Although it’s not a popular holiday in Mexico, sometimes school children hit, punch or slap anyone who is not wearing green in their clothes.
New Orleans, Louisiana
image: http://www.theholidayspot.com/patrick/flags/louisiana.jpgNew Orleans has a parade that is strongly influenced by Mardi Gras. Unlike most parades, where the participants staidly walk the parade route – with, perhaps, an occasional display of Irish dancing, the parade at New Orleans features floats, jazz bands and colorful costumed characters, with float riders throwing spectators strings of beads, cabbages, and potatoes.
Syracuse, New York
image: http://www.theholidayspot.com/patrick/flags/newyork.jpgThe city of Syracuse, NY has a parade that culminates with the delivery of green beer to Coleman’s Irish Pub in the Tipperary Hill section of the city and the painting of a shamrock in front of the pub. Tipperary Hill is home to the World famous “Green-on-Top” Traffic Light. It is the Irish section in Syracuse Historically. Syracuse boasts the largest St. Patrick’s day celebration per-capita in the United States.
New York City
The New York parade has become the largest Saint Patrick’s Day parade in the world. In 2006 more than 150,000 marchers participated in it, including bands, firefighters, military and police groups, county associations, emigrant societies, and social and cultural clubs, and it was watched by close to 2 million spectators lining the streets.
image: http://www.theholidayspot.com/patrick/flags/newyork_city.jpgThe parade marches up 5th Avenue in Manhattan and is always led by the U.S. 69th Infantry Regiment. It is the only New York City parade in which the marchers head uptown instead of downtown. New York politicians – or those running for office – are always found prominently marching in the parade. Former New York City Mayor Ed Koch once proclaimed himself “Ed O’Koch” for the day, and he continues to don an Irish sweater and march every year, even though he is no longer in office. In a similar fashion, new New York state governor Eliot Spitzer marched in and even visited the morning Mass at St. Patrick’s Cathedral for the 2007 parade.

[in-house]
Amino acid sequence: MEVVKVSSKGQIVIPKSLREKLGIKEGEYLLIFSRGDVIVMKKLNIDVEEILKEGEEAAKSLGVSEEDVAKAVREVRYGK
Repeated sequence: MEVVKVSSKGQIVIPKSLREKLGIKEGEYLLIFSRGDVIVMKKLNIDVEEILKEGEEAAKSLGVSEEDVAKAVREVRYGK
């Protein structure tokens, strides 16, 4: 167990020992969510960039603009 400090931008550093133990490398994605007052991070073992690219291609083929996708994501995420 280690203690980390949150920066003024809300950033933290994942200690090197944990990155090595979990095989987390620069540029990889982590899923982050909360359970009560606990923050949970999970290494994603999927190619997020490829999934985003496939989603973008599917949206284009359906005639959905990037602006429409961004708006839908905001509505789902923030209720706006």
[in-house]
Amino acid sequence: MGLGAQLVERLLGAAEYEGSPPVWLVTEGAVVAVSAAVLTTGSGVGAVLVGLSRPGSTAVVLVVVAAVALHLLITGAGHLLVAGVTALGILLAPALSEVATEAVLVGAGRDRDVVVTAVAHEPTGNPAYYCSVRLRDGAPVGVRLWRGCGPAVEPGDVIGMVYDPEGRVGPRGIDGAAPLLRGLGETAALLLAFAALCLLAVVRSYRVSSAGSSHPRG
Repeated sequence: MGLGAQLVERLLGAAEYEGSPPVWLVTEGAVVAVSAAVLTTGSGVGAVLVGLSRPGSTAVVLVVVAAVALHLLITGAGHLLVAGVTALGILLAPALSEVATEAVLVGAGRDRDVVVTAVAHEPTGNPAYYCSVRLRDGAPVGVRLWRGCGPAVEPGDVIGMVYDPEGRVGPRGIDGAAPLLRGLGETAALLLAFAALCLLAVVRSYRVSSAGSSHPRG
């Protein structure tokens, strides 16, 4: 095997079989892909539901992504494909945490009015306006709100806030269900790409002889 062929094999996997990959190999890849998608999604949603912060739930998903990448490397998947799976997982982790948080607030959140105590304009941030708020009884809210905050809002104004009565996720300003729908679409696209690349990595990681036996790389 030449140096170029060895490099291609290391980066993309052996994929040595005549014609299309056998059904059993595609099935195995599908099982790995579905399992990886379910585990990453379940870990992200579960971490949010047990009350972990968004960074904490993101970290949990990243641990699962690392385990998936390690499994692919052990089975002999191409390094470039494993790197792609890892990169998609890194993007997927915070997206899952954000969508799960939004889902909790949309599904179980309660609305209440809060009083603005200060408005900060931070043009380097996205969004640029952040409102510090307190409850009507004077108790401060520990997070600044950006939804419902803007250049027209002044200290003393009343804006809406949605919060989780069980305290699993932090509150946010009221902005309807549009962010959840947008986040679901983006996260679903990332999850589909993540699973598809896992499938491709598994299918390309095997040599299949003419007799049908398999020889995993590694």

The parade is organized and run by the Ancient Order of Hibernians. For many years, the St. Patrick’s Day Parade was the primary public function of the Ancient Order of Hibernians. On occasion the order has appointed controversial Irish republican figures (some of whom were barred from the U.S.) to be its Grand Marshal. 
While it is a popular misconception that the St. Patrick’s Day Parade bans ‘lesbians and gays’, the fact is that essentially all politically motivated groups, including pro-life groups, are banned from the Parade in an effort to keep politics out of a festive community celebration. Gays and lesbians are welcome to be in the Parade as members of any of the groups allowed.
The New York parade is moved to the previous Saturday (16 March) in years where 17 March is a Sunday. The event is also moved on the rare occasions when, due to Easter falling on a very early date, 17 March would land in Holy Week. This same scenario is scheduled to arise again in 2008, when Easter will also fall on 23 March. In many other American cities (such as San Francisco), the parade is always held on the Sunday before 17 March, regardless of the liturgical calendar.